Our good friend JoAnn Loctov of Dream of Venice fame is hosting a photography submissions contest of sorts, one I have no illusions about standing any chance in…but submit some black and whites I must. It was impossible choosing which of my favorites to submit, but I tried to capture the feel of Venice’s buildings and timelessness without doing the generic shots of San Giorgio Maggiore and the Rialto and San Marco that a million other folks have shot.
Photos I didn’t end up submitting but that I like:
The older fellow by the boat is none other than Doug Sassi himself, taking in the sunset on Burano and watching the boats go by. It’s a sentimental shot and you can recognize the Buranese buildings if you look closely, but it didn’t scream “Dreaming of Venice” to me, so I left it out. The clouds and sunset as the boat goes by is more typically Venetian, but the 35mm lens I had at the time leaves the Venice skyline too distant to really drive the point home. The 50mm prime I traded it for would have been better.
Burano’s acqua alta shot was one of my favorites, but I found the people in the shot distracting and selected a less populated version of that shot on Murano that has a similar feel to send in.
If by some chance one of my shots is included, it’ll be a high honor to say the least. In the meantime, I think I’m liking this B&W thing. Look for more playing around with it in the future!
A lovely evening walking around Venice’s back alleys with our friends at Venezia Autentic.
One of our favorite meals in the world is the grilled branzino, filleted table side by our good friend Massimo, and served in the incomparable Trattoria da Romano’s outside seating. A little drizzle of olive oil, a squirt of fresh lemon, and the only restaurant in Venice allowed to cook over an open flame shows you why it’s worth traveling around the world for.
Abandoned for many years now, I wonder if maybe il Sindaco Brugnaro will let me buy it and fix it up. Sassi Italy Tours World HQ in the lagoon? Why not!
Shot this a little while ago from Burano. You can see when you zoom in the smoke stack spewing bunker fuel fumes into the air; you can see the gigantic scale on the cruise ship compared to the Venetian skyline. It’s a monstrous floating city that dwarves the delicate city next to it.
It’s plain as day why the cruise ships need to be docked away from Venice. Click for a full size image that really drives the point home.
When in Venice, one of the tricks to getting the “real deal” cuisine is getting away from the touristy areas and eating as the locals do. Which means skip the shady pizza joints and “menu turistico” places with hawkers begging you to look at the menu as soon as you get off the boat, and dig into the city to find out where the locals are noshing.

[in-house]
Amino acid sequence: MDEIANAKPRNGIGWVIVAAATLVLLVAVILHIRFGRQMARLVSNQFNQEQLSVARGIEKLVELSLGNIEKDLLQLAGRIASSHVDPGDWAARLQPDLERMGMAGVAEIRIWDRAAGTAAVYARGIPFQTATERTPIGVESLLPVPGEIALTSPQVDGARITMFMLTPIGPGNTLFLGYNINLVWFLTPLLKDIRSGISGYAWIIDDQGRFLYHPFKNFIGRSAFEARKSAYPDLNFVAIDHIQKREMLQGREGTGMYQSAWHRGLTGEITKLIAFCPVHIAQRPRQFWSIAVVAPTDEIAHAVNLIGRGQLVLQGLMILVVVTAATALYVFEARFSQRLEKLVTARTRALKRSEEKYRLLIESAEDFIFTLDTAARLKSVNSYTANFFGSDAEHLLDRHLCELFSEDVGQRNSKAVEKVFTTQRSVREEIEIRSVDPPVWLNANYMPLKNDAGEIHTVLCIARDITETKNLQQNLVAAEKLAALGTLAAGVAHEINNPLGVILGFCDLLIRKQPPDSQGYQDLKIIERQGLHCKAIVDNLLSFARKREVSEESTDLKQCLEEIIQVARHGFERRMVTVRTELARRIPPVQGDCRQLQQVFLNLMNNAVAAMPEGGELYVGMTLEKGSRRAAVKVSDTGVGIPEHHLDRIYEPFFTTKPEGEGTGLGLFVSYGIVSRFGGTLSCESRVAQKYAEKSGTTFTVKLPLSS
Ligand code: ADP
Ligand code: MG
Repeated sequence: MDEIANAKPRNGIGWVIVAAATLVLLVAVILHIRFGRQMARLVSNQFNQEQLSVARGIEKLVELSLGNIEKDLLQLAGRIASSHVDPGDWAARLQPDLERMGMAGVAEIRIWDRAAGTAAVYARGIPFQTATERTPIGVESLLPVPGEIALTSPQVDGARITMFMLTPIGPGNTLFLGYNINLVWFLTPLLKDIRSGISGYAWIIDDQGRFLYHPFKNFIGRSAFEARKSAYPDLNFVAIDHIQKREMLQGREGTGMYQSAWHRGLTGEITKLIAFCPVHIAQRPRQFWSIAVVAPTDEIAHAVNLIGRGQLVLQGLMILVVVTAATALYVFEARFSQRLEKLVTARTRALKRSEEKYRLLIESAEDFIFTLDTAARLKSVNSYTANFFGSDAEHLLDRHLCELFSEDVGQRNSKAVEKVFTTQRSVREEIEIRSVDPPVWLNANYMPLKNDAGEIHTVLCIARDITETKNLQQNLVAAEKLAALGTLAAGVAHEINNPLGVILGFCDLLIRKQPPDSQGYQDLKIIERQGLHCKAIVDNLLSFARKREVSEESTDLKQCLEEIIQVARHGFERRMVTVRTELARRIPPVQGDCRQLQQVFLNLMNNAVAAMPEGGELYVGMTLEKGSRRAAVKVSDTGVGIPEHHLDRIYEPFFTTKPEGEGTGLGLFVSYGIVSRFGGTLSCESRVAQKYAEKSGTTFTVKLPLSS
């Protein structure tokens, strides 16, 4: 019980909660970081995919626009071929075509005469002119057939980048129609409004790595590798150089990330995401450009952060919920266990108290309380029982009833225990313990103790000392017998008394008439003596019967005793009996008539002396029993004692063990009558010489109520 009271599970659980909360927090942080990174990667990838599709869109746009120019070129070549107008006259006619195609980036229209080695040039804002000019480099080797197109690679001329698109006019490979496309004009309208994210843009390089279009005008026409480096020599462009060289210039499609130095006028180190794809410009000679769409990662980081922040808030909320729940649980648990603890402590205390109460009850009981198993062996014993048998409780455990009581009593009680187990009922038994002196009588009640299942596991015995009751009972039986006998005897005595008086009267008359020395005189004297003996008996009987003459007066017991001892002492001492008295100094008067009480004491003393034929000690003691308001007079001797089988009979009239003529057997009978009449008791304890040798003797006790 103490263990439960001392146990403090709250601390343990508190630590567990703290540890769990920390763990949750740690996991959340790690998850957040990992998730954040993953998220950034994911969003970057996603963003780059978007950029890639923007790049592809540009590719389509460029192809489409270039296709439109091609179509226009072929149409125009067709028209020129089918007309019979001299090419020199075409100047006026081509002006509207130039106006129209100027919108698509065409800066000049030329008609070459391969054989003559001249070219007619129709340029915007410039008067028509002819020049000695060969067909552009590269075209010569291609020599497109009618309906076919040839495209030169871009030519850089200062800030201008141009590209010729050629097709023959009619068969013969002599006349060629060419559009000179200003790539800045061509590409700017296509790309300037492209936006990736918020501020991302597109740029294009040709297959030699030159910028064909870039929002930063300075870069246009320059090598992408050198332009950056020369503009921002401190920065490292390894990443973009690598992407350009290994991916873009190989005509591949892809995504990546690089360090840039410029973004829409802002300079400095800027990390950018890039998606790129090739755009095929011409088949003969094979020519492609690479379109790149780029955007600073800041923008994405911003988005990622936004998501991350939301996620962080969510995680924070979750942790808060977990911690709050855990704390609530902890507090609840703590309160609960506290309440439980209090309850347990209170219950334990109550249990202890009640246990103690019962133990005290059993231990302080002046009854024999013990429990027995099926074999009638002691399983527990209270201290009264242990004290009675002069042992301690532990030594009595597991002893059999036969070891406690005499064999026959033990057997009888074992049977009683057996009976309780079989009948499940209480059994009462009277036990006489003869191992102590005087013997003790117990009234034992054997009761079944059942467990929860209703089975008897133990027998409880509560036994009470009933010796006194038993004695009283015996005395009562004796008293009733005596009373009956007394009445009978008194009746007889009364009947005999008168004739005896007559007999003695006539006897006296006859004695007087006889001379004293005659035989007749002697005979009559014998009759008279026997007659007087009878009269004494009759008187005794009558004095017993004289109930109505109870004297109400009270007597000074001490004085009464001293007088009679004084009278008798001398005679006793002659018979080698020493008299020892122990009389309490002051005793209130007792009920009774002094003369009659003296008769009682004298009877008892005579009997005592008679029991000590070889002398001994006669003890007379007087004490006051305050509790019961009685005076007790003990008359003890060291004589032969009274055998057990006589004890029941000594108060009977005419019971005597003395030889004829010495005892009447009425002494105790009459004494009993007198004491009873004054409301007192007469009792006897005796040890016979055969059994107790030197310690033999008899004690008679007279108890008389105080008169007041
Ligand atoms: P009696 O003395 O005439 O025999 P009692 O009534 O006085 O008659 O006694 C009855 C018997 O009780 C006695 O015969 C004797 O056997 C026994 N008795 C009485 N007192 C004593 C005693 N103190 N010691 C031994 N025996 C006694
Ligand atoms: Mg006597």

You’ll find some amazing treats at bacaro type establishments pouring spritzes and serving up cicchetti that are just to die for. We’ll show you where! Make sure you click to enlarge.
The art is definitely found in the glass, but not only in the glass. Walking around an Italian wine producing house, you’re struck by how ubiquitous, how ever-present the beauty can be. Even something as simple as the results of a de-stemming process can captivate.
“The charm of certain vacant grassy spaces, in Italy, overfrowned by masses of brickwork that are honeycombed by the suns of centuries, is something that I hereby renounce once for all the attempt to express; but you may be sure that whenever I mention such a spot enchantment lurks in it.” —Henry James
We’ll not renounce it, yet know any and all such efforts inevitably will fall short of what Hank could come up with.
Interesting Venice related political rant makes the NYT Op-Ed section. Good read on the need for sustainable tourism and how Italy’s local graft and incoherent national approach to politics isn’t helping Venice. Our comment was submitted to the NYT, we’ll see if they publish it.
“No effective provision on Venice’s behalf has been enforced so far by the Ministry of Cultural Heritage, although protection of environment and cultural heritage is among the fundamental principles of the Italian Constitution.”
This is the maddening bit, right here–the Italians know what treasures they have, but their internal bureaucracy and graft prevent meaningful responses to crises like this. Local authorities being at odds with Rome over preservation is an understatement, as il Sindaco, the mayor of Venice, Luigi Brugnaro is unabashedly and unashamedly in cahoots with the cruise ship biz, and makes no secret of his favoritism toward destructive tourism. Venice needs visitors, but it needs responsible, sustainable tourism, which is the only kind we’ll engage in. Please, visit Venice, but do it in the off season, don’t take a cruise ship but instead arrive by train or water taxi from VCE just across the lagoon, and stay in locally owned boutique hotels, and eat in family run restaurants away from the tourist traps close to San Marco that cater to the cruise ship crowds. Please, to help preserve Venice for future generations.